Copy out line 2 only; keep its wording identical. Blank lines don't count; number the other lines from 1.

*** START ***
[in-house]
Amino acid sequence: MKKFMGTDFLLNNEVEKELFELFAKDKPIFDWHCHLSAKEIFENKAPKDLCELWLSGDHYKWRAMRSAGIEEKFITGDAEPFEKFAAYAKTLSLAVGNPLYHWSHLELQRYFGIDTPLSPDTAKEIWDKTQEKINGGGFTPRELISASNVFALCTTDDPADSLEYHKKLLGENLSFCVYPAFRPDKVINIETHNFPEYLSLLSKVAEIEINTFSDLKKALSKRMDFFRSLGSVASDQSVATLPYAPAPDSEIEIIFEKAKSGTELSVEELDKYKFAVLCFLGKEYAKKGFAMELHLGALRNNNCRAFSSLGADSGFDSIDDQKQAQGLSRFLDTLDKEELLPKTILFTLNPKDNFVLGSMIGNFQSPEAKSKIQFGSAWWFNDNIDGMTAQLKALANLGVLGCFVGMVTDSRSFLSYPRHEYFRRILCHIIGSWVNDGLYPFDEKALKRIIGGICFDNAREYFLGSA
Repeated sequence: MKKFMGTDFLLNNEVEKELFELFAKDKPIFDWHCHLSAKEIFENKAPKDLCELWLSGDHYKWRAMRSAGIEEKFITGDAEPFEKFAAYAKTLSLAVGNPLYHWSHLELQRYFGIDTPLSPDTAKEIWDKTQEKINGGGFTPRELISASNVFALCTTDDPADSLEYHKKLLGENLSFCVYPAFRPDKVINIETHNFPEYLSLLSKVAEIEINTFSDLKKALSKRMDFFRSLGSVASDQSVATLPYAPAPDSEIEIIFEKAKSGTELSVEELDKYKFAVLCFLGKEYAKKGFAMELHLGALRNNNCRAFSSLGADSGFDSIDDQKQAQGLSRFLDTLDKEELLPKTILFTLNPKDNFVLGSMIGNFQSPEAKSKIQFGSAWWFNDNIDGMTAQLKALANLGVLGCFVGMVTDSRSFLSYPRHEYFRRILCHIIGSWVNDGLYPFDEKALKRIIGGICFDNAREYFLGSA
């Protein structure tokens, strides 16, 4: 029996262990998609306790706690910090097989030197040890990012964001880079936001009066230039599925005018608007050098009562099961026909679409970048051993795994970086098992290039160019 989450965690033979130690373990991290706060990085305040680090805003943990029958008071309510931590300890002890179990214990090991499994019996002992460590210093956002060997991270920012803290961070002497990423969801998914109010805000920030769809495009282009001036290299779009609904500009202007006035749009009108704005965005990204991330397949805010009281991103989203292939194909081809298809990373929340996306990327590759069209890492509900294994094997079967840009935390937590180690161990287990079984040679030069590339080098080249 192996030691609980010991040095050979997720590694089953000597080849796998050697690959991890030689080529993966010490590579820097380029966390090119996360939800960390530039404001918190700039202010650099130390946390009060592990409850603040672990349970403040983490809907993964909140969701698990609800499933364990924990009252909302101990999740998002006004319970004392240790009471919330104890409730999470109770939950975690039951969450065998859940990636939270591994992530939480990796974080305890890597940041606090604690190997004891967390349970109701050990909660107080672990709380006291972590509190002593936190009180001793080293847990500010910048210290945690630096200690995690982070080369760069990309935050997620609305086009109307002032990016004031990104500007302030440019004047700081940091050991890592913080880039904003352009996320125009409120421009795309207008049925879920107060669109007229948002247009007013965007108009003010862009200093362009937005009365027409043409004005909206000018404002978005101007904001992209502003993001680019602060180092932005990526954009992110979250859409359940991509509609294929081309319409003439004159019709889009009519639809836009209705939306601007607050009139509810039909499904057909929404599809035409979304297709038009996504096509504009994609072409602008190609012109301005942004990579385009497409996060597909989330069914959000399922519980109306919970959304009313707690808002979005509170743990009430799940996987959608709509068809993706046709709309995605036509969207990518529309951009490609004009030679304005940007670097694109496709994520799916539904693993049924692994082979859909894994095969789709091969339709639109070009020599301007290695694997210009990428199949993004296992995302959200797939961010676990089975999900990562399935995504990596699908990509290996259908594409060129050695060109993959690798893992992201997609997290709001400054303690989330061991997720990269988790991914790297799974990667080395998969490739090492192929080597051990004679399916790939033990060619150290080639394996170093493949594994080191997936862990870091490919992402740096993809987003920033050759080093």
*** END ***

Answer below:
Amino acid sequence: MKKFMGTDFLLNNEVEKELFELFAKDKPIFDWHCHLSAKEIFENKAPKDLCELWLSGDHYKWRAMRSAGIEEKFITGDAEPFEKFAAYAKTLSLAVGNPLYHWSHLELQRYFGIDTPLSPDTAKEIWDKTQEKINGGGFTPRELISASNVFALCTTDDPADSLEYHKKLLGENLSFCVYPAFRPDKVINIETHNFPEYLSLLSKVAEIEINTFSDLKKALSKRMDFFRSLGSVASDQSVATLPYAPAPDSEIEIIFEKAKSGTELSVEELDKYKFAVLCFLGKEYAKKGFAMELHLGALRNNNCRAFSSLGADSGFDSIDDQKQAQGLSRFLDTLDKEELLPKTILFTLNPKDNFVLGSMIGNFQSPEAKSKIQFGSAWWFNDNIDGMTAQLKALANLGVLGCFVGMVTDSRSFLSYPRHEYFRRILCHIIGSWVNDGLYPFDEKALKRIIGGICFDNAREYFLGSA